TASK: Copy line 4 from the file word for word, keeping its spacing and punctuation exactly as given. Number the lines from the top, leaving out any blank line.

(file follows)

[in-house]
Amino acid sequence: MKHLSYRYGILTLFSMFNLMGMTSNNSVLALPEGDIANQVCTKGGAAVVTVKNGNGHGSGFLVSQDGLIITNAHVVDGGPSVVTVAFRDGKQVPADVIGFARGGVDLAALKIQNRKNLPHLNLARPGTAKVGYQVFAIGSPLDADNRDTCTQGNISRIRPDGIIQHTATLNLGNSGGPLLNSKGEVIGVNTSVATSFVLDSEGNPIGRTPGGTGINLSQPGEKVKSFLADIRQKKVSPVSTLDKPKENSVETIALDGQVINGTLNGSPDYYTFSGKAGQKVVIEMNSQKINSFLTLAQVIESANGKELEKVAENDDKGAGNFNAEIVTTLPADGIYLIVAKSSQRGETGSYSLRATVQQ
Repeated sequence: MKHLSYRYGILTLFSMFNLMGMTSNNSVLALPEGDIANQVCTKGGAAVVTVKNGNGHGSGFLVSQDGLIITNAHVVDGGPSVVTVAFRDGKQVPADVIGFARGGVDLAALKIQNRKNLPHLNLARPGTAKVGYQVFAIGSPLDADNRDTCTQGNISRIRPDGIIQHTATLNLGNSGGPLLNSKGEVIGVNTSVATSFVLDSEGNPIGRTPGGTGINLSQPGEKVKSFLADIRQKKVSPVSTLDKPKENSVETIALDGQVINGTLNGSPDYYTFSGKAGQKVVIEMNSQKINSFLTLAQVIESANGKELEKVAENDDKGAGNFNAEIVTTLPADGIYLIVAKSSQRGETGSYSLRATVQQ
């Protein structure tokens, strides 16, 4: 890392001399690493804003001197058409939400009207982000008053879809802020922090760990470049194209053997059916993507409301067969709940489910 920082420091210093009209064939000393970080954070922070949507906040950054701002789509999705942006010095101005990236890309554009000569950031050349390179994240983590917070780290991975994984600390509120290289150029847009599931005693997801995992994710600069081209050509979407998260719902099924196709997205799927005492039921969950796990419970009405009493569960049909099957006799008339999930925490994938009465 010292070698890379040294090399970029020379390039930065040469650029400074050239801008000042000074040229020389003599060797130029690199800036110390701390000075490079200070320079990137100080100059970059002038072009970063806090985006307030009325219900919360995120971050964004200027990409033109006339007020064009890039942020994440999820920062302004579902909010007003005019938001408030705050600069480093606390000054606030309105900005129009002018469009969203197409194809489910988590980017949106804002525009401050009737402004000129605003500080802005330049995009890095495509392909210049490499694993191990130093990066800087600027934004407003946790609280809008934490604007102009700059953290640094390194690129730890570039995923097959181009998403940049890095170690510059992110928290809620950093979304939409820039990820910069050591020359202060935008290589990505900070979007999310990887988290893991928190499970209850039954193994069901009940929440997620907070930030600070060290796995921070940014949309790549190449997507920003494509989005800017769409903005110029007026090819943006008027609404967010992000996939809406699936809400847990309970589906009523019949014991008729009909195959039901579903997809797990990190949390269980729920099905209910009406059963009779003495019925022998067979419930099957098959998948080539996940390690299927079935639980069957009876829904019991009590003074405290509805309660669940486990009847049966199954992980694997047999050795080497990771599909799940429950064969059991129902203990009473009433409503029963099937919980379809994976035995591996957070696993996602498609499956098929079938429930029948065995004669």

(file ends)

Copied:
């Protein structure tokens, strides 16, 4: 890392001399690493804003001197058409939400009207982000008053879809802020922090760990470049194209053997059916993507409301067969709940489910 920082420091210093009209064939000393970080954070922070949507906040950054701002789509999705942006010095101005990236890309554009000569950031050349390179994240983590917070780290991975994984600390509120290289150029847009599931005693997801995992994710600069081209050509979407998260719902099924196709997205799927005492039921969950796990419970009405009493569960049909099957006799008339999930925490994938009465 010292070698890379040294090399970029020379390039930065040469650029400074050239801008000042000074040229020389003599060797130029690199800036110390701390000075490079200070320079990137100080100059970059002038072009970063806090985006307030009325219900919360995120971050964004200027990409033109006339007020064009890039942020994440999820920062302004579902909010007003005019938001408030705050600069480093606390000054606030309105900005129009002018469009969203197409194809489910988590980017949106804002525009401050009737402004000129605003500080802005330049995009890095495509392909210049490499694993191990130093990066800087600027934004407003946790609280809008934490604007102009700059953290640094390194690129730890570039995923097959181009998403940049890095170690510059992110928290809620950093979304939409820039990820910069050591020359202060935008290589990505900070979007999310990887988290893991928190499970209850039954193994069901009940929440997620907070930030600070060290796995921070940014949309790549190449997507920003494509989005800017769409903005110029007026090819943006008027609404967010992000996939809406699936809400847990309970589906009523019949014991008729009909195959039901579903997809797990990190949390269980729920099905209910009406059963009779003495019925022998067979419930099957098959998948080539996940390690299927079935639980069957009876829904019991009590003074405290509805309660669940486990009847049966199954992980694997047999050795080497990771599909799940429950064969059991129902203990009473009433409503029963099937919980379809994976035995591996957070696993996602498609499956098929079938429930029948065995004669």